Is chemical castration effective in preventing sex offenses?
Experts differ over the effectiveness of chemical castration in preventing sex offenses.
According to a survey of 50 experts conducted by the Korean Women’s Development Institute, 54 percent of respondents said chemical castration is useful in stopping such crimes.
However, urologists said the measure has little effectiveness.
Seo Joo-tae, a professor of urology at Kwandong University in Gangneung, Gangwon Province, said, “Although an ex-convict’s sexual desire is reduced, he can resort to violence by committing murder and other crimes.”
The professor also said if a man has psychiatric problems, it would likely have little effect.
As of Monday, the number of ex-convicts who despite wearing an electronic tracing anklet committed further crimes this year totaled 10 -- the comparable figure stood at one in 2008, three in 2010 and 15 in 2011.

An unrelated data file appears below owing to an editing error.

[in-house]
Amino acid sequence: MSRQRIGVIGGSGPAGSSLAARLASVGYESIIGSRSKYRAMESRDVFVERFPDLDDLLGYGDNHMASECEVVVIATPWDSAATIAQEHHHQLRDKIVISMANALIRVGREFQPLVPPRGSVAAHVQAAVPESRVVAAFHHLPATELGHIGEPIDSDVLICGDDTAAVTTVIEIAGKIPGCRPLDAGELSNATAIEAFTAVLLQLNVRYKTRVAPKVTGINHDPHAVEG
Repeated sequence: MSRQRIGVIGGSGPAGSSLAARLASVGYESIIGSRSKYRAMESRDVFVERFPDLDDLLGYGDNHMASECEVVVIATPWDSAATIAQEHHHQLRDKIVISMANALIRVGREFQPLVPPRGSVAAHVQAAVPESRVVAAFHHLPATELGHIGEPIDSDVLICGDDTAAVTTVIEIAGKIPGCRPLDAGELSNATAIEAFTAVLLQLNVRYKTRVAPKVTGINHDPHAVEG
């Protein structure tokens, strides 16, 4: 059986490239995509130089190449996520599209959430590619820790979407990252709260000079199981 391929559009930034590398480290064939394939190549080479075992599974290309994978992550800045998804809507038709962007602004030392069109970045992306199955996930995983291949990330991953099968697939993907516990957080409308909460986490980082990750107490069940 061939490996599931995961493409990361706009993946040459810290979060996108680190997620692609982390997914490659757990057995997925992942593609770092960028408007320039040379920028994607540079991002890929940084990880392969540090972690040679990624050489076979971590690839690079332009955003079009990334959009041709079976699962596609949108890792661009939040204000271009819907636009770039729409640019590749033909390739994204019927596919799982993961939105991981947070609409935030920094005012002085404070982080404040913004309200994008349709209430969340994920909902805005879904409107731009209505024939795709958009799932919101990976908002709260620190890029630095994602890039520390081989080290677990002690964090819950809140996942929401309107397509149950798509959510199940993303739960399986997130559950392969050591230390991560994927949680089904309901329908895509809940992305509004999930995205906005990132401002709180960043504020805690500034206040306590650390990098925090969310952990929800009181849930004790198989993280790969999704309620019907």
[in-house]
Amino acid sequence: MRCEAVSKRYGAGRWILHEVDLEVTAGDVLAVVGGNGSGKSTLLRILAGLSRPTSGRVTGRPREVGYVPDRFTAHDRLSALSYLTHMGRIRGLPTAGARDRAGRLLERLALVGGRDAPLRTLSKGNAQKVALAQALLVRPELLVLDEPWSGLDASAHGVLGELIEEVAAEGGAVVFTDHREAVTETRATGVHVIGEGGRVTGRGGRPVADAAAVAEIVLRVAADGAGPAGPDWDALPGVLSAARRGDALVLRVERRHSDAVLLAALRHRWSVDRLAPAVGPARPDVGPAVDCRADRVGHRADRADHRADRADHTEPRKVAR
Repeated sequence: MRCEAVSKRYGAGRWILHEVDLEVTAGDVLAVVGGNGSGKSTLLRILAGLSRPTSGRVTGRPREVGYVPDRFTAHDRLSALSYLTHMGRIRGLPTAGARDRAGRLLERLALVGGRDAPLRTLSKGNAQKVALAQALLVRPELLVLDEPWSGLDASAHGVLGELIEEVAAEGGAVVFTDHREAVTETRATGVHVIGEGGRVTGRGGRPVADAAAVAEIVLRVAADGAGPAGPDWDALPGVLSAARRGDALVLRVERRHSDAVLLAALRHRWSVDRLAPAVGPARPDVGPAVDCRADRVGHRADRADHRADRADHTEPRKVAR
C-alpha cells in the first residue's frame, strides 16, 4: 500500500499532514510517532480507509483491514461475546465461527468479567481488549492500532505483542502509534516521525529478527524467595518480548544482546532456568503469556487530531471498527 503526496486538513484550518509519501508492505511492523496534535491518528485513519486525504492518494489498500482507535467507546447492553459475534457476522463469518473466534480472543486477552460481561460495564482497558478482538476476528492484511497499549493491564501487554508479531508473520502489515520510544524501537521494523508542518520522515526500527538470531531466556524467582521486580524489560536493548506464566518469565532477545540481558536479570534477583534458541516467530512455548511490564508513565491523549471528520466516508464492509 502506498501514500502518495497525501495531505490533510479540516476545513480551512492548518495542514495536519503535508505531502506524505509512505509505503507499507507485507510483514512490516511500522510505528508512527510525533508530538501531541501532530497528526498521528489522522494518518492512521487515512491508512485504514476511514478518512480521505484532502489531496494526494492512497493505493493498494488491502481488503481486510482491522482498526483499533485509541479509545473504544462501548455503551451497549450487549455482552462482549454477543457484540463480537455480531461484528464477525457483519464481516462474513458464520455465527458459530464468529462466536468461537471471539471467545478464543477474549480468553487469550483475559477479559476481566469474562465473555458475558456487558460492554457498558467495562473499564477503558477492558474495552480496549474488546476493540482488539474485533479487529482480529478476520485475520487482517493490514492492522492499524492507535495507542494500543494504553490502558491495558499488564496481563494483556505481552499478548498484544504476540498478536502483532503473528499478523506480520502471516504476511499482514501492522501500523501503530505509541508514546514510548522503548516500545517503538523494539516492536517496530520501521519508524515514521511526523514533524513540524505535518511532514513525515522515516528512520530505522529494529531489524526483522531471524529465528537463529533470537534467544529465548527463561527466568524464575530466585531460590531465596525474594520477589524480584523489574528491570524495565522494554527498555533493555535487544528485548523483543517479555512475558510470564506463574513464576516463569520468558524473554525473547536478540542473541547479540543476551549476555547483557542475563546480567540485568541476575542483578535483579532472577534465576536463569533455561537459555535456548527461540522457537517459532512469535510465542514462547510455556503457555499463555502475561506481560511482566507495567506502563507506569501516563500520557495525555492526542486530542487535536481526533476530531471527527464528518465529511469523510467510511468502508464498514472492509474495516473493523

Seo Jin-hwan, 42, was arrested on Aug. 20 on charges of attempted rape and murder. He killed a 37-year-old housewife he was attempting to rape, police said.
He sneaked into her house in Gwangjin-gu, Seoul, and tried to attack her. When the woman resisted, he stabbed her to death in the neck.
In the wake of the murder, the ruling Saenuri Party is seeking to expand the use of chemical castration, a treatment to reduce sexual desire in convicted sex offenders.
Chemical castration was adopted in July last year, but only one convict has been subject to the treatment so far, as the punishment is applied on very limited cases with controversy over human rights violations and potential side effects.
However, public calls for tougher measures against sex offenders have grown in recent weeks.